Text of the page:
Environmental News Archive

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Battling food crisis

Saturday August 30, 2008
The Star

THE Government’s concern over the state of the national food security is reflected by the generous allocation of RM5.6bil for the National Food Security Policy from 2008 to 2010.

Since early this year, securing adequate food supply topped the agenda of most developing countries, especially for rice, the staple food amid the global food crisis.

Over the past five years, Malaysia’s food import bill jumped 80% to RM23bil in 2007.

Of the total food security allocation, RM1bil would be channelled to increase padi production in the country.

Some 220,000 padi farmers nationwide are poised to receive incentives to enable them to efficiently boost their crop.

The Government is also allocating RM475mil in the form of agricultural input, fertilisers and pesticides to assist padi farmers.

A proposal has also been made to abolish import duty on fertilisers and pesticides.

“The abolishment will help farmers counter high fertiliser costs, which had gone up by more than 40% this year,” an industry players told StarBiz.

To date, over 1,300ha of abandoned land have been identified for padi and other food production such as fruits, vegetable and livestock.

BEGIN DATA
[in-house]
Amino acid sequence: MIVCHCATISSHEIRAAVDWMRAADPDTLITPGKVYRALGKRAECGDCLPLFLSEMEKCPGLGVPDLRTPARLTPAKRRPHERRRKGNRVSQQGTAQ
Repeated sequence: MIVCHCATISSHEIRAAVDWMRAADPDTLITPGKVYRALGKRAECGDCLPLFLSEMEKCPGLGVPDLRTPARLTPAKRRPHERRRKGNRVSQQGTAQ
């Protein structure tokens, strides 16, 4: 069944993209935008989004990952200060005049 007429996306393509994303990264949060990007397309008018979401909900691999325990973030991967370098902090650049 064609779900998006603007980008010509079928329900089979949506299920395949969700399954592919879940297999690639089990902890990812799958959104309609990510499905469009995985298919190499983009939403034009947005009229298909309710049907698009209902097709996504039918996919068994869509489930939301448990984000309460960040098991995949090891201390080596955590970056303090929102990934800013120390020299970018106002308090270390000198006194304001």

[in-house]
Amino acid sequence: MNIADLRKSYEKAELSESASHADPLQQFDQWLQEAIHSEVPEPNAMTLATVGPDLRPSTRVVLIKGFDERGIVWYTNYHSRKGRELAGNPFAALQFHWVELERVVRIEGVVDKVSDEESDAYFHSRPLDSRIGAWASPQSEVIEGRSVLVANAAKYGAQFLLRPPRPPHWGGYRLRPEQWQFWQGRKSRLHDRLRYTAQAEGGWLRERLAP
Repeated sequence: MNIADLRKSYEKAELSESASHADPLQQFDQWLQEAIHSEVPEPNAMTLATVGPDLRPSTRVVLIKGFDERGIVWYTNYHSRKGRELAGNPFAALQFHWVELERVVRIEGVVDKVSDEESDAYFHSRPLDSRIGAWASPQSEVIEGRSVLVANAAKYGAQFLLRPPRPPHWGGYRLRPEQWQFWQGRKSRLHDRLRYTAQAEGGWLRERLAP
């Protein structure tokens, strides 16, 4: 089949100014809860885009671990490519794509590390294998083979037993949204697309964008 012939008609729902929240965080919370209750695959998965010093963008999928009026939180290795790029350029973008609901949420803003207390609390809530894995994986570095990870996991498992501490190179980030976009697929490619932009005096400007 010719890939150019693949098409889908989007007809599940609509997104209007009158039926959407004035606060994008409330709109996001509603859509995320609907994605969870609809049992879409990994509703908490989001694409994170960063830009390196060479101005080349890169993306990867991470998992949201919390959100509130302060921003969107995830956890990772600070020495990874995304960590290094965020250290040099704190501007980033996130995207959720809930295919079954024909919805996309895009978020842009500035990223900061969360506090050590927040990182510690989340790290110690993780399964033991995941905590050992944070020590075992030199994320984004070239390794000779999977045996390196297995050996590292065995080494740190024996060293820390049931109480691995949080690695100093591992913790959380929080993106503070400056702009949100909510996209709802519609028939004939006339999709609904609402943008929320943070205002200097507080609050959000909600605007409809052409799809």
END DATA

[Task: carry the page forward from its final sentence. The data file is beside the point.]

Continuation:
Incentives would also be given to agriculture entrepreneurs to reduce production costs and encourage higher agriculture output.

Some 350,000 vegetable and fruit growers, as well as aquaculture and livestock breeders stand to benefit from these incentives.

To increase fish landings, the Government has allocated RM300mil, of which RM180mil is for the cost of living allowance to fishermen and fishing boat owners, and RM120mil in the form of incentives.

Under Budget 2009, poultry players like Leong Hup Holdings Bhd, Farm’s Best Bhd and CAB Cakaran Corp Bhd will also stand to benefit from the proposed reinvestment allowance of 60% for 15 years for the expansion of chicken and duck farms.

This is to encourage consistent supply of poultry for the domestic market amid strong demand.